Things to know about Financial Advisors
10 Taboos Between You and Your Planner
1. Never write a check made payable to your planner, other than for his fee. Your checks should be made payable only to mutual funds, brokerage firms, or insurance companies. No legitimate planner would ever allow a client to write a check for investments or insurance payable to him personally or to his firm.
2. Never allow your planner to list himself as a joint owner or beneficiary on your accounts. The only place your advisor's name should appear on documents is as the advisor of record.
3. Never lend money to your planner.
4. Never give commission-based planners discretionary authority. When you establish a discretionary account, you're giving the advisor permission to buy and sell investments on your behalf without obtaining your consent prior to each transaction. This is generally not a problem when the advisor is compensated by fees (of whatever type), because such advisors are not paid to execute trades (and thus, they have no incentive to do so). But granting discretionary authority to a planner who earns commissions can be dangerous, because such an advisor will earn money every time he executes a trade. If you give him permission to trade at his discretion, he could earn a lot of commissions while your account falls in value.
5. Never let your planner sign your name to any document.
6. Never let your planner allow you to sign a blank form or contract. Cross out sections that do not apply.
7. Never let your planner use his address on account statements instead of yours. You should receive periodic statements directly from the mutual fund, brokerage firm, or insurance company. Never allow your planner to have such documents go to his office instead of to you.
8. Never let your planner sell you an investment that isn't available from others. Advisors who want you to buy proprietary products usually earn additional compensation for doing so.
9. Never let your planner share in your profits. I'd never let an advisor share in my profits unless he was willing to reimburse me for my losses.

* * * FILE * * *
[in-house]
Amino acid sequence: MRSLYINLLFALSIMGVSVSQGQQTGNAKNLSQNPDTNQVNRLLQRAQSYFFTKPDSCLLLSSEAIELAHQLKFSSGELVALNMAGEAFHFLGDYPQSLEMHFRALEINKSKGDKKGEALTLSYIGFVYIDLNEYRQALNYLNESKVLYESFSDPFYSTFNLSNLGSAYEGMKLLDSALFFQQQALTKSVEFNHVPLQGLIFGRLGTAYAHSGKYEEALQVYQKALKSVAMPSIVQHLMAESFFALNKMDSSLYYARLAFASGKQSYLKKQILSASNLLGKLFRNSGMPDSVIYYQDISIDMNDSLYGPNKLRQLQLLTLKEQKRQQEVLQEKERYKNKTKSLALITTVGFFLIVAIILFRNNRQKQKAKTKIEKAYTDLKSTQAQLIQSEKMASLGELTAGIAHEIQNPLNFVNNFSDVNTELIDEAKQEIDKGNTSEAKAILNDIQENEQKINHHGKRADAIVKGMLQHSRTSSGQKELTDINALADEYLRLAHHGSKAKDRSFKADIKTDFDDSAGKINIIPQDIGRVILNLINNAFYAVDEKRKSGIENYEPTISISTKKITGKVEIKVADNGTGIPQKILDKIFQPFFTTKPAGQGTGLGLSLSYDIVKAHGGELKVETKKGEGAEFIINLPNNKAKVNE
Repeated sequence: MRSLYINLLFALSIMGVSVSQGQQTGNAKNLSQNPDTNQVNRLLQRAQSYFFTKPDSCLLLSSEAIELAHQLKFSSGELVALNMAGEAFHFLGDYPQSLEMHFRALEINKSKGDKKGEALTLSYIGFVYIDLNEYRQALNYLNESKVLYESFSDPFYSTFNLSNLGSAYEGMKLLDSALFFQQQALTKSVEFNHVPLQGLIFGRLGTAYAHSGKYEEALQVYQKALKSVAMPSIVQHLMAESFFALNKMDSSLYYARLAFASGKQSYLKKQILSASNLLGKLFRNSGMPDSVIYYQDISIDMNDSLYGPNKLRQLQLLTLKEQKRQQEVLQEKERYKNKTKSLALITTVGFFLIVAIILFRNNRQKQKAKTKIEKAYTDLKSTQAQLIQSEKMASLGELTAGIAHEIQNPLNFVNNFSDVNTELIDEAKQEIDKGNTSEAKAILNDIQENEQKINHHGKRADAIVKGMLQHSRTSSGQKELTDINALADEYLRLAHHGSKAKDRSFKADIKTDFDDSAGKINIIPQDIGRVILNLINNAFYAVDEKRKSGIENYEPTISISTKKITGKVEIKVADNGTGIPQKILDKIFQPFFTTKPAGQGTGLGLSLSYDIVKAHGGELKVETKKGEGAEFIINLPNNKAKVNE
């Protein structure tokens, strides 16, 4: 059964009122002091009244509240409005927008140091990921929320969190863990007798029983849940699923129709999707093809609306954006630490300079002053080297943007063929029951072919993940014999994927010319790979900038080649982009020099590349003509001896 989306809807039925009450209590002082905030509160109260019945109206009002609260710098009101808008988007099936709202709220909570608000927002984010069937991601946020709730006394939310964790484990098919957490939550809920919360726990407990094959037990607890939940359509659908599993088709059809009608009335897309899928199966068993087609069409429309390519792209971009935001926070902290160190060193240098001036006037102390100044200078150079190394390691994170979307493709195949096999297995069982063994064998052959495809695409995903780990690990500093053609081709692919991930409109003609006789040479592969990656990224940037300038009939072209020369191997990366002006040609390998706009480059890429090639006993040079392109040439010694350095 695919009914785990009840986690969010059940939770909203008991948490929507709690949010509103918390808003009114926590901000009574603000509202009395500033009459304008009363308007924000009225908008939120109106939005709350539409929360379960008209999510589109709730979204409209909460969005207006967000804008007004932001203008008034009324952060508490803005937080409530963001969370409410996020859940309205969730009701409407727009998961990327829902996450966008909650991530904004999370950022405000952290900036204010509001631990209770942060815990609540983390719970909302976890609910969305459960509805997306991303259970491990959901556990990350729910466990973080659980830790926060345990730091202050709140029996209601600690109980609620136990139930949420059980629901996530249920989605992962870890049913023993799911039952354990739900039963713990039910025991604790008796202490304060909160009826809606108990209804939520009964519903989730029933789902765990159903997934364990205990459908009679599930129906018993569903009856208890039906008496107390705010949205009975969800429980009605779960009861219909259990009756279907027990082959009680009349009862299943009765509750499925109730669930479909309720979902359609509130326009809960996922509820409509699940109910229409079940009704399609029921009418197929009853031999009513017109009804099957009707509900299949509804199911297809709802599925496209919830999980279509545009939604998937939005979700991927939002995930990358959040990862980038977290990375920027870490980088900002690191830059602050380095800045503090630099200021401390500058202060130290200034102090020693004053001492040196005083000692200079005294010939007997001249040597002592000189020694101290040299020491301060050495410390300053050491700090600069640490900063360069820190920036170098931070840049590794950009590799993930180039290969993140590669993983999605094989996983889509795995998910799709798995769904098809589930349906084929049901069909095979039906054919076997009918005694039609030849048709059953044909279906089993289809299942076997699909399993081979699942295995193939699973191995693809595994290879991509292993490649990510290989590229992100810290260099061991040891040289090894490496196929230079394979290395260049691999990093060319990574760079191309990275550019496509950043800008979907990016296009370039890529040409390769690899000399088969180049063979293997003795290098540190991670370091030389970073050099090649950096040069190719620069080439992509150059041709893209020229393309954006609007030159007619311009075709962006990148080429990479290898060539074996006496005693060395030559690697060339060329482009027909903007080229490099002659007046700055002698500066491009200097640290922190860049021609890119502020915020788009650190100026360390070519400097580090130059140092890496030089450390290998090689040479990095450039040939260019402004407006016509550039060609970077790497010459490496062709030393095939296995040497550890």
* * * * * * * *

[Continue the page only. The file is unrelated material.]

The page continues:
10. Never let your planner assign any agreement with you to another advisor. If your planner retires or sells his practice, you immediately are relieved of any and all contractual obligations you may have had with your planner.
What to look for in a Financial Planner
Someone who has been providing advisory services for compensation for at least 5-yrs.
Someone who is a member of the Financial Planning Association.
Someone who is well regarded by others in the field.
Someone who has a clean regulatory record.
Someone who handles at least $20 million in assets for clients.
Someone who has at least 100 clients.
Someone who has worked often with people similar to you.
Someone who routinely provides recommendations in the same areas that are of concern to you.
Someone who takes the time to learn of your needs before offering recommendations to you.
Someone who considers the tax implications of their strategies before recommending them to you.
Someone who will review your overall status in major areas of personal finance, including investments, insurance, taxes, real estate & mortgages, college and retirement issues, employer-provided benefit plans, and estate planning, and offer you recommendations as warranted.
Someone who never disparages others in the field. The best in the field are true financial planning professionals. But too many so-called "planners" and "advisors" consider others to be competitors instead of colleagues. Be wary of those who spend much of their time explaining why they are better than others, or why others are not good. True professionals will explain why their advice differs from that offered by others, but most often, the conversation will be "good vs better" instead of "good vs bad."
There are, after all, many ways to achieve financial success, not just one. Of course, professionals, if needed, will warn you against those who are widely regarded as crooks or incompetents. But if your personal financial advisor has a position everyone else is a crook or incompetent, you'll be better off working with a different financial advisor!
Finding a financial planner will take lots of work and research.